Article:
The political theory is that the Democrats are a "Big Tent" party, and for Democrats to be elected to Congress in states and districts with less liberal populations, you will naturally end up with less liberal Democrats. And that not only makes sense, it should allow you to build a larger, more diverse caucus. But here's the thing. That -D at the end of your name has to still mean something in the end. If a representative is so conservative that he or she is effectively part of the opposition, then you are no better off than if he or she has a -R after their name.
A working majority is a valuable opportunity for legislators to implement their agenda, and the agenda of their party (which should be very close to the same). And all things being equal, a larger majority is better. But, in the case of the Blue Dog Democrats, all things are most certainly NOT equal. It's not even that they often vote against their caucus. One of the advantages of a larger majority is that it can absorb a more significant number of defections. It is a longstanding political tactic to whip enough votes to pass a bill, and then select those lawmakers for whom the vote would be politically problematic and let them know they can vote no and the bill will still pass.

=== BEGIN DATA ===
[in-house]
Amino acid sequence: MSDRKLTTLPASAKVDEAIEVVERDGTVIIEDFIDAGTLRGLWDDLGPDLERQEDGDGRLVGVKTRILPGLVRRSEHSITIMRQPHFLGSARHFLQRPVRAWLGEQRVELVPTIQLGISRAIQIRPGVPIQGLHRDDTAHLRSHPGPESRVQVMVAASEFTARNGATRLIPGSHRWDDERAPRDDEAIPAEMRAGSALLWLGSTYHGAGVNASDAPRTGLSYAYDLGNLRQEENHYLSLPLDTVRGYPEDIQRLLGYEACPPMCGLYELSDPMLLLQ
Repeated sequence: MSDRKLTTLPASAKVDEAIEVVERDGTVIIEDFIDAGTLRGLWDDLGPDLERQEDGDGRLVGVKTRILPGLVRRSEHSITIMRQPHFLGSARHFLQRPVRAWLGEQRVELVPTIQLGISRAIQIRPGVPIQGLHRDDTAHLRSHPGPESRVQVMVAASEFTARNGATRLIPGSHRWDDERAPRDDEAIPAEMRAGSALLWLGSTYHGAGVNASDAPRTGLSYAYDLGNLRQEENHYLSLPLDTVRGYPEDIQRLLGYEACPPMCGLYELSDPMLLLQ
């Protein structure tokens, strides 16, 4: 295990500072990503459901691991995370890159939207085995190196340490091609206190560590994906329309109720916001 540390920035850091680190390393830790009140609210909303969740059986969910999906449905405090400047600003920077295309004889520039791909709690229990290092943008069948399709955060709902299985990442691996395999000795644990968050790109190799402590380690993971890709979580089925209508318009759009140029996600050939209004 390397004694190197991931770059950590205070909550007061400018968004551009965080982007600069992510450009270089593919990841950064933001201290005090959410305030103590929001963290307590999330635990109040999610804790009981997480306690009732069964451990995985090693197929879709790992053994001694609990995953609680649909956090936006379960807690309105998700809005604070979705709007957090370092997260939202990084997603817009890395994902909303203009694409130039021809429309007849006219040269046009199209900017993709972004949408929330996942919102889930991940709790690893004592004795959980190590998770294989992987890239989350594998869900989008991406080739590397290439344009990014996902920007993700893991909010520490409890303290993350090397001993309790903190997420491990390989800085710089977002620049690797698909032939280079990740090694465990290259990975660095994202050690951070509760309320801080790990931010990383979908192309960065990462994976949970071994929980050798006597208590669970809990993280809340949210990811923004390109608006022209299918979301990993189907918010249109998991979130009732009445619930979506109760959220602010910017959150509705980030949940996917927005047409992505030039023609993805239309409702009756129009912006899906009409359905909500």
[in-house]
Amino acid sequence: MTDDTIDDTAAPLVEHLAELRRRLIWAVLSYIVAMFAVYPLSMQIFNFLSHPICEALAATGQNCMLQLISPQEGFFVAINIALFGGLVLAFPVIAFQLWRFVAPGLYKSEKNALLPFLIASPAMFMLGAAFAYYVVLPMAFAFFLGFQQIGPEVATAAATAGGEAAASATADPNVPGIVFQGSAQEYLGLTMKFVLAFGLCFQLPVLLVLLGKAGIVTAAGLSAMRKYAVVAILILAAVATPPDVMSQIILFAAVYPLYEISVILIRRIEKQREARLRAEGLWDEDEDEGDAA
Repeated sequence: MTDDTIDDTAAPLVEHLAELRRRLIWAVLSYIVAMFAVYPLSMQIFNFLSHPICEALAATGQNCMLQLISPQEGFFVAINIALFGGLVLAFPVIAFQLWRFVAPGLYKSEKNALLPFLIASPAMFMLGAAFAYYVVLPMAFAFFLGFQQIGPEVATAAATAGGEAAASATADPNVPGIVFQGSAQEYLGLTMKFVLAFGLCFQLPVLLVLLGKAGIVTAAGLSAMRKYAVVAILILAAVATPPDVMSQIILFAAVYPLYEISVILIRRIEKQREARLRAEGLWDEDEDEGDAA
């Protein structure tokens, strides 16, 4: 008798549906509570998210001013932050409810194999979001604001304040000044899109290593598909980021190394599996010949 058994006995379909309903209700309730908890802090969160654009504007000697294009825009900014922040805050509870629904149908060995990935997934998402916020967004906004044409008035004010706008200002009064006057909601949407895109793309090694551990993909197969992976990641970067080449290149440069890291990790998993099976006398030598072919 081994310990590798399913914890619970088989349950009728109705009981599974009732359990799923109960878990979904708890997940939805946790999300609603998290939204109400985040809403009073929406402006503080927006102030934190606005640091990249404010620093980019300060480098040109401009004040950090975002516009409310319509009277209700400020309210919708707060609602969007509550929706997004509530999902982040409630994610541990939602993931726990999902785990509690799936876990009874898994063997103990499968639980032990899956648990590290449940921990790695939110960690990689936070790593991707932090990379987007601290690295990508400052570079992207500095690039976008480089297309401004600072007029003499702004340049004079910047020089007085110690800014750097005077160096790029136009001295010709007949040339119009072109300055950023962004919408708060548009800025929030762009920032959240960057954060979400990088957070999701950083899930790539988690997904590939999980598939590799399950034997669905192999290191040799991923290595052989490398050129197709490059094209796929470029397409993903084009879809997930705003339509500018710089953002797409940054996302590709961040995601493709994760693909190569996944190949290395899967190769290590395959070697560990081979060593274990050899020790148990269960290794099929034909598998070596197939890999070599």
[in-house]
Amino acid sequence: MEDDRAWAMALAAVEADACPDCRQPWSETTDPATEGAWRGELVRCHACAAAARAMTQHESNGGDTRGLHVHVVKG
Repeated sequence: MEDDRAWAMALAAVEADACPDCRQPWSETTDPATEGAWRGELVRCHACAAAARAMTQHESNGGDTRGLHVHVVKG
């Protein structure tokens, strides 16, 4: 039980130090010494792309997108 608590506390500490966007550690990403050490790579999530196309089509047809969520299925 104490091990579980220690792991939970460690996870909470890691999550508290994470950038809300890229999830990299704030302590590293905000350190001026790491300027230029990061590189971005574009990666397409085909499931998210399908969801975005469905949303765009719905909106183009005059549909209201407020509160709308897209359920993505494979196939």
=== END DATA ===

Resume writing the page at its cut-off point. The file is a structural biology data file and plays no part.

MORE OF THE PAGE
No, the problem with Blue Dogs is not when they don't support a bill, but rather when they actively undermine the caucus and it's agenda. When they form alliances with the opposition to water down important legislation, or stand on the Capitol steps in front of the microphones and repeat Republican lies and talking points. When they siphon off Democratic money and support and then act in ways destructive to the goals and aspirations of their fellows and their leadership.
According to Nate Silver's Projections, the expected House Democratic minority of 203 seats will include just 27 Blue Dogs, representing 13% of the caucus, down from the current 21%. Now a Republican Majority in a time when bigotry, fear and ignorance is ascendant is by no means to be welcomed, but in general, a smaller but more cohesive and disciplined Democratic caucus would be more desirable than the chaotic and unfocused group we saw in the 111th Congress.
We probably will never be completely rid of the Blue Dogs, but as the American political process evolves towards a more parliamentary system where the parties are unified around both an ideology and an agenda, they will lose their bite and will find it less beneficial to bark. The goal isn't personal aggrandizement nor is it necessarily even deal making. The goal is to accomplish something, to define an agenda and find a way to implement it. And the time for dissension within the ranks of the party is quickly becoming a thing of the past.